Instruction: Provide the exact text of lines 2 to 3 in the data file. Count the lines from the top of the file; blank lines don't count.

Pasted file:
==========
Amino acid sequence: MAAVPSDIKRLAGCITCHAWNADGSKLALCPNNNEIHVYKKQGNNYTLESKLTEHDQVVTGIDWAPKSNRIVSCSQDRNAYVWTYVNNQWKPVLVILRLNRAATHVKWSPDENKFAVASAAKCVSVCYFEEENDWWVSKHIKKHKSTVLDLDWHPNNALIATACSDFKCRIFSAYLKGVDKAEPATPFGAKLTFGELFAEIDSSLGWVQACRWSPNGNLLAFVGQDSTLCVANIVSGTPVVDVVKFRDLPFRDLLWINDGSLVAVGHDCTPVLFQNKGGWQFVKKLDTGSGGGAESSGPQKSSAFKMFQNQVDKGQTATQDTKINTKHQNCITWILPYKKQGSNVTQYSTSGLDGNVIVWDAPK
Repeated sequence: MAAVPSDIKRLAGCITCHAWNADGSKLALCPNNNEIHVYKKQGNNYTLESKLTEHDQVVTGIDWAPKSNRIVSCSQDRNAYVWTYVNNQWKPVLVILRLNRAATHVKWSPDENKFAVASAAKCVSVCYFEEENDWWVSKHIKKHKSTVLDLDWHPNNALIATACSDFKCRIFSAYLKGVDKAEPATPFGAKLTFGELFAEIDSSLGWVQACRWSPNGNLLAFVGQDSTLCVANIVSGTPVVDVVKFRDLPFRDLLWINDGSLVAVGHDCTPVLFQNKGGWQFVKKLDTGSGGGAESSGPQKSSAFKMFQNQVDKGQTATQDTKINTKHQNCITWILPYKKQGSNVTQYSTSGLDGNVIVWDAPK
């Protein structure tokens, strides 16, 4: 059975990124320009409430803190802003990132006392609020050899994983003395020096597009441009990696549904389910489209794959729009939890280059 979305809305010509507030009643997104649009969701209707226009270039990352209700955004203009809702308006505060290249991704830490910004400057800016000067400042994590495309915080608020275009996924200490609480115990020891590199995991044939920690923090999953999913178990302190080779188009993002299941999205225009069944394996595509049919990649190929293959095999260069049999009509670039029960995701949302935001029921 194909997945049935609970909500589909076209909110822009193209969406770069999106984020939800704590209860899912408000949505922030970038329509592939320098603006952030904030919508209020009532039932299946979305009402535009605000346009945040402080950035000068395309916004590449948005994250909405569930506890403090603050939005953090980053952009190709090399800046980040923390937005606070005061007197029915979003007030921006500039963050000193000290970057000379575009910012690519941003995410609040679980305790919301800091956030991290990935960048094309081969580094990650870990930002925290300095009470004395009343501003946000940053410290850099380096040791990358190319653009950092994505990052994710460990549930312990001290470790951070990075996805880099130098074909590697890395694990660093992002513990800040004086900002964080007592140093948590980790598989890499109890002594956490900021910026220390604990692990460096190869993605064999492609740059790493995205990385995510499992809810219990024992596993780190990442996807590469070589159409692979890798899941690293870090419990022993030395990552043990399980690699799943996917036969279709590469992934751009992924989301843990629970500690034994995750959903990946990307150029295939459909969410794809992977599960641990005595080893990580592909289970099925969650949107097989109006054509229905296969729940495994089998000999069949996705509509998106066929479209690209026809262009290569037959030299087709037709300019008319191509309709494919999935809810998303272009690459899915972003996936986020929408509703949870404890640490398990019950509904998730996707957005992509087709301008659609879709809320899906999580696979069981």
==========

Repeated sequence: MAAVPSDIKRLAGCITCHAWNADGSKLALCPNNNEIHVYKKQGNNYTLESKLTEHDQVVTGIDWAPKSNRIVSCSQDRNAYVWTYVNNQWKPVLVILRLNRAATHVKWSPDENKFAVASAAKCVSVCYFEEENDWWVSKHIKKHKSTVLDLDWHPNNALIATACSDFKCRIFSAYLKGVDKAEPATPFGAKLTFGELFAEIDSSLGWVQACRWSPNGNLLAFVGQDSTLCVANIVSGTPVVDVVKFRDLPFRDLLWINDGSLVAVGHDCTPVLFQNKGGWQFVKKLDTGSGGGAESSGPQKSSAFKMFQNQVDKGQTATQDTKINTKHQNCITWILPYKKQGSNVTQYSTSGLDGNVIVWDAPK
């Protein structure tokens, strides 16, 4: 059975990124320009409430803190802003990132006392609020050899994983003395020096597009441009990696549904389910489209794959729009939890280059 979305809305010509507030009643997104649009969701209707226009270039990352209700955004203009809702308006505060290249991704830490910004400057800016000067400042994590495309915080608020275009996924200490609480115990020891590199995991044939920690923090999953999913178990302190080779188009993002299941999205225009069944394996595509049919990649190929293959095999260069049999009509670039029960995701949302935001029921 194909997945049935609970909500589909076209909110822009193209969406770069999106984020939800704590209860899912408000949505922030970038329509592939320098603006952030904030919508209020009532039932299946979305009402535009605000346009945040402080950035000068395309916004590449948005994250909405569930506890403090603050939005953090980053952009190709090399800046980040923390937005606070005061007197029915979003007030921006500039963050000193000290970057000379575009910012690519941003995410609040679980305790919301800091956030991290990935960048094309081969580094990650870990930002925290300095009470004395009343501003946000940053410290850099380096040791990358190319653009950092994505990052994710460990549930312990001290470790951070990075996805880099130098074909590697890395694990660093992002513990800040004086900002964080007592140093948590980790598989890499109890002594956490900021910026220390604990692990460096190869993605064999492609740059790493995205990385995510499992809810219990024992596993780190990442996807590469070589159409692979890798899941690293870090419990022993030395990552043990399980690699799943996917036969279709590469992934751009992924989301843990629970500690034994995750959903990946990307150029295939459909969410794809992977599960641990005595080893990580592909289970099925969650949107097989109006054509229905296969729940495994089998000999069949996705509509998106066929479209690209026809262009290569037959030299087709037709300019008319191509309709494919999935809810998303272009690459899915972003996936986020929408509703949870404890640490398990019950509904998730996707957005992509087709301008659609879709809320899906999580696979069981």